An index of home prices in 20 American cities slumped in March compared to a year earlier, but the slide was the slowest since December 2010.
The S&P Case Shiller index of property values fell 2.6 percent after falling 3.5 percent in February.
On a seasonally adjusted basis, however, the index rose from the month before after a similar increase in February _ the two-month streak since a tax credit for home-buyers expired in spring 2010.
The data signal a potential turnaround in the housing market, or at the very least signs of stabilization, analysts believe.
Home values showed year-over-year declines in 13 of the index's 20 cities. Cities reaching new lows were Chicago; Las Vegas; New York; Portland, Ore.; and Atlanta, which suffered an 18 percent plunge.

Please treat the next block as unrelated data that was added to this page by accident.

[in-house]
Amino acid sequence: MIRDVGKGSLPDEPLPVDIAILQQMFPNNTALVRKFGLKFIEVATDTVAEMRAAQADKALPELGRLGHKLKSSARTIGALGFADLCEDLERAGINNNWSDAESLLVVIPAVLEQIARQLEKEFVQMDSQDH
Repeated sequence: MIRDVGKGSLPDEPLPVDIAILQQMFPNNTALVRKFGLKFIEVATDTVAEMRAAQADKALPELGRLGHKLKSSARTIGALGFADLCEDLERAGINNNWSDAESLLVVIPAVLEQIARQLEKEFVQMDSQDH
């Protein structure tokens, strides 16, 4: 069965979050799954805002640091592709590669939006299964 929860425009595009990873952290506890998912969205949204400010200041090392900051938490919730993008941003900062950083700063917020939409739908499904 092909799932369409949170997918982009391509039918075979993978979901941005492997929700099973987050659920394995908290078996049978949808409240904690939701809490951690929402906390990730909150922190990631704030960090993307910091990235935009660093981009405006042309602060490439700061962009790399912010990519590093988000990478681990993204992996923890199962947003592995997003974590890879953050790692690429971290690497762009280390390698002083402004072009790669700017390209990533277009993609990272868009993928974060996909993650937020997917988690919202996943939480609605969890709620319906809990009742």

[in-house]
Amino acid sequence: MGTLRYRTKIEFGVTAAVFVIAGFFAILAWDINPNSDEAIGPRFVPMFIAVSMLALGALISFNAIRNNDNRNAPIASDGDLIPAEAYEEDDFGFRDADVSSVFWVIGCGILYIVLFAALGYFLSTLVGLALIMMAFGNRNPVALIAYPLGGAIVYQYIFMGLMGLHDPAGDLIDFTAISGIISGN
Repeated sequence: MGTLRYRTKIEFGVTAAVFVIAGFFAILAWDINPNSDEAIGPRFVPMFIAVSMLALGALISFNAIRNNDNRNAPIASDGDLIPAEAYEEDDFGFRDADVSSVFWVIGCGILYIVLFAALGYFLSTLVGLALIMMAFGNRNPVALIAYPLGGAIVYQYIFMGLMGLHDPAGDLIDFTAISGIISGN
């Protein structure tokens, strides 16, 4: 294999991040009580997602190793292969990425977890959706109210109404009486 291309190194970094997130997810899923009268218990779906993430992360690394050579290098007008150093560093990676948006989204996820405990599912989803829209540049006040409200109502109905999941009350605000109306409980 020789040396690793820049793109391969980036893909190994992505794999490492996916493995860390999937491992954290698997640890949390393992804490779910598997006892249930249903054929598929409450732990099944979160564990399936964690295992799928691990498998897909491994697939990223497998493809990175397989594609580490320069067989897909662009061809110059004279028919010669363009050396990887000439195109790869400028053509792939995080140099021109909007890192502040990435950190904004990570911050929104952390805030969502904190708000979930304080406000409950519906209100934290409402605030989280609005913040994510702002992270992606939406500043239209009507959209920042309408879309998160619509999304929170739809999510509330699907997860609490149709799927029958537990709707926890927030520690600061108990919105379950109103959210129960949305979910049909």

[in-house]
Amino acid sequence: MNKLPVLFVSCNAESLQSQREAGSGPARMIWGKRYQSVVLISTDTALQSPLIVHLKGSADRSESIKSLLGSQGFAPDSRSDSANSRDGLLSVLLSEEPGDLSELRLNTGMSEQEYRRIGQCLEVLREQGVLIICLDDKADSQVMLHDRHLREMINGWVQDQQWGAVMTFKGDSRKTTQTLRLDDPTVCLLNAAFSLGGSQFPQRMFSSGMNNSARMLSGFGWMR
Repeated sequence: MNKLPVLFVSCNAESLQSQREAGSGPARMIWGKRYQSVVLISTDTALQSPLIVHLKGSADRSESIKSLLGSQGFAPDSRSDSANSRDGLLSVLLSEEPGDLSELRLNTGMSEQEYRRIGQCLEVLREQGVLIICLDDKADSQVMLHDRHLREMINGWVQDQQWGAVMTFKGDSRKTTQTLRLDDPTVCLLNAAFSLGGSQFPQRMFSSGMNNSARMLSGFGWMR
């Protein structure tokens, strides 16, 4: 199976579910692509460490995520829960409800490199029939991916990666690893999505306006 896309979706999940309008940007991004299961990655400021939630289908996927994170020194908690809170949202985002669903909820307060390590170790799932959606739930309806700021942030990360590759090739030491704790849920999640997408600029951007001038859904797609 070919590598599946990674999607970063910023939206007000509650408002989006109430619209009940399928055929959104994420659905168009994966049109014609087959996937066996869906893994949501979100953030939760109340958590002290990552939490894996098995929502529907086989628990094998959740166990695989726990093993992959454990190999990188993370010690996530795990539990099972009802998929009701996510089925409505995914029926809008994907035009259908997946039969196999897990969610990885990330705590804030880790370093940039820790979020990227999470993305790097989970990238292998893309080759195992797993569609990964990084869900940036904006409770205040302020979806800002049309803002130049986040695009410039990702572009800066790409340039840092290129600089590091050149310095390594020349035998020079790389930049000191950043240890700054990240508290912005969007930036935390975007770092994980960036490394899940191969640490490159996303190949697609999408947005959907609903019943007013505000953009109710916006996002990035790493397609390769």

Phoenix had the most substantial increase, with prices rising 6.1 percent.
The index, created by economists Karl E. Case and Robert J. Shiller, is widely considered the most reliable read on home values. The housing index compares the latest sales of detached houses with previous sales and accounts for factors such as remodeling that might affect a house's sale price over time.